Last time there was an introduction to the overall anatomy of the pancreas, its basic functions and some of its diseases. Today we will go into a bit more depth but still keep it relatively simple.
Firstly, what does it look like inside a pancreas when one zooms in a bit more? In the following diagram the exocrine cells are shown in red – these are divided into:
- Acinar cells. They are found in clusters that sometimes resemble bunches of grapes. In the diagram the blue spots represent the nuclei (where DNA is kept). However, these are actually found on the side of the acinar cells that does not face into the duct (i.e. the basal side; the apical side faces into the duct/lumen).
- Ductal cells. These line the ducts through which the digestive enzymes – produced by the acinar cells – pass.
- Centroacinar cells. A small group of cells that reside at the boundary of an acinus and a duct.
The endocrine portion of the pancreas, on the other hand, is shown in turquoise. These cells are organised into islets and secrete the hormones they produce directly into the bloodstream. They consist of:
- Alpha cells. Produce the hormone glucagon, which opposes insulin and raises blood glucose levels.
- Beta cells. Produce the hormone insulin, which decreases blood glucose levels by stimulating the uptake of glucose into muscle and fat cells.
- Delta cells. Produce the hormone somatostatin, which opposes a lot of other hormones in the body and, in particular, can slow down digestion.
- Gamma cells. Produce so-called pancreatic polypeptide, which regulates secretion of other hormones in the pancreas.
- Epsilon cells. Produce the hormone ghrelin, which is also known as the “hunger hormone” and signals to the brain that the stomach is empty.
Overall the two parts of the pancreas perform complementary roles: the exocrine pancreas helps to physically digest food coming from the stomach, whereas the endocrine pancreas makes sure that the glucose released into the blood due to the digestive processes is used/stored properly.
Secondly, people who are not scientists sometimes ask me how we actually study both normal and disease processes in the lab. Focussing on pancreatic ductal adenocarcinoma (PDAC), here is a brief overview of the systems used in the lab to gain a better understanding of what is going on in human disease.
- The easiest system to use are so-called (pancreatic cancer) cell lines – these are cells that were once taken from a patient and then cultured in the lab (in vitro). So although they are originally from a very relevant biological setting, the continuous culturing in the lab means that they are no longer physiological. For example, they grow in flat sheets on plastic trays, do not interact with any other cells and often have mutations that go above and beyond what is found in a real cancer. However, they allow relatively quick, controlled experiments to be conducted and are therefore still indispensable.
- More recently there has been a surge in research involving (pancreatic) organoids. These are mini-organs that are functionally closer to the real organ being studied and also have three dimensional structures that are more physiological. However, they need to be kept in relatively specialised conditions and are a little bit more tricky to manipulate than the cell lines.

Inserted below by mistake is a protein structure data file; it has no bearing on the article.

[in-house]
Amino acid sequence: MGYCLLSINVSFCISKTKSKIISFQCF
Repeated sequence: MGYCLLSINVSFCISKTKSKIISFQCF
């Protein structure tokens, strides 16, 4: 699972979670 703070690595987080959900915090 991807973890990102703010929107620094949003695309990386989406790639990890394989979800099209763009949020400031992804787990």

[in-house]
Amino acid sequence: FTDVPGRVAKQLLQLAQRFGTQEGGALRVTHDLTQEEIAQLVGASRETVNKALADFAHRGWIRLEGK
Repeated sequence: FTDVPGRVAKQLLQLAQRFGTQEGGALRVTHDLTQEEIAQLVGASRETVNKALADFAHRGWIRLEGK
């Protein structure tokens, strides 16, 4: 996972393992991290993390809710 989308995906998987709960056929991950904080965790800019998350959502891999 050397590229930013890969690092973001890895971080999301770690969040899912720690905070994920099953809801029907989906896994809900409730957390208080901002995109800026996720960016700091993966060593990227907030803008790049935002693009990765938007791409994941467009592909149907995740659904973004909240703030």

- Since it is impossible (for a lot of reasons, including ethical ones) to conduct experiments on humans, cancer biologists most often turn to mice since they are also mammals and are genetically similar to us – we share approximately 90% of our DNA sequences. Mouse models of cancer allow complicated, intricate and biologically relevant experiments to be carried out, but they do take more time and need to be planned very carefully. Guerra & Barbacid (2013) have written a review specifically on PDAC mouse models.
- Data from human cancer biopsies. Increasingly, as sequencing whole genomes is becoming cheaper and easier to do, labs use DNA sequencing data from patients to compare some of their results from the mouse experiments. Biopsies can also be used to look at the histology (micro-anatomy) of certain stages or types of cancer in humans.
In the end, these techniques are used together, since all of them have strengths and weaknesses, allowing (hopefully) the most accurate description of what is going on in a certain (disease) scenario.
Lastly, what exactly do we use all these methods and systems for; what are the outstanding questions surrounding PDAC? Well, there are quite a few, but here are some of the more common ones: Why do most PDACs arise in the head and not the tail of the pancreas? Why are they so prone to metastasise (spread through the body)? How can we detect PDAC sooner and, importantly, distinguish it from inflammation of the pancreas? Where exactly (which cells) do PDACs come from? What roles do stem cells play in all of this? (If you have the answers to any of these questions, please do not hesitate to get in touch.)
Guerra C, Barbacid M (2013) Genetically engineered mouse models of pancreatic adenocarcinoma. Mol Oncol 7: 232-247